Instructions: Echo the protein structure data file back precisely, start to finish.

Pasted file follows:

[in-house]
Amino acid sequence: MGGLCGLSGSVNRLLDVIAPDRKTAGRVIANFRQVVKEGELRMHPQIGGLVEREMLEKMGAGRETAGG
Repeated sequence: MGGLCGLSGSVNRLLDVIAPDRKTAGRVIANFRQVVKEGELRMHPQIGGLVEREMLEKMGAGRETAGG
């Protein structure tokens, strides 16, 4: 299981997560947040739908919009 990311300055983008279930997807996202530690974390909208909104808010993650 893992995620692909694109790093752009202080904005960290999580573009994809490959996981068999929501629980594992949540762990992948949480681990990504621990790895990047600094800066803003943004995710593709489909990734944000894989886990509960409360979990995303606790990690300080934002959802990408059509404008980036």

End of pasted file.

[in-house]
Amino acid sequence: MGGLCGLSGSVNRLLDVIAPDRKTAGRVIANFRQVVKEGELRMHPQIGGLVEREMLEKMGAGRETAGG
Repeated sequence: MGGLCGLSGSVNRLLDVIAPDRKTAGRVIANFRQVVKEGELRMHPQIGGLVEREMLEKMGAGRETAGG
């Protein structure tokens, strides 16, 4: 299981997560947040739908919009 990311300055983008279930997807996202530690974390909208909104808010993650 893992995620692909694109790093752009202080904005960290999580573009994809490959996981068999929501629980594992949540762990992948949480681990990504621990790895990047600094800066803003943004995710593709489909990734944000894989886990509960409360979990995303606790990690300080934002959802990408059509404008980036």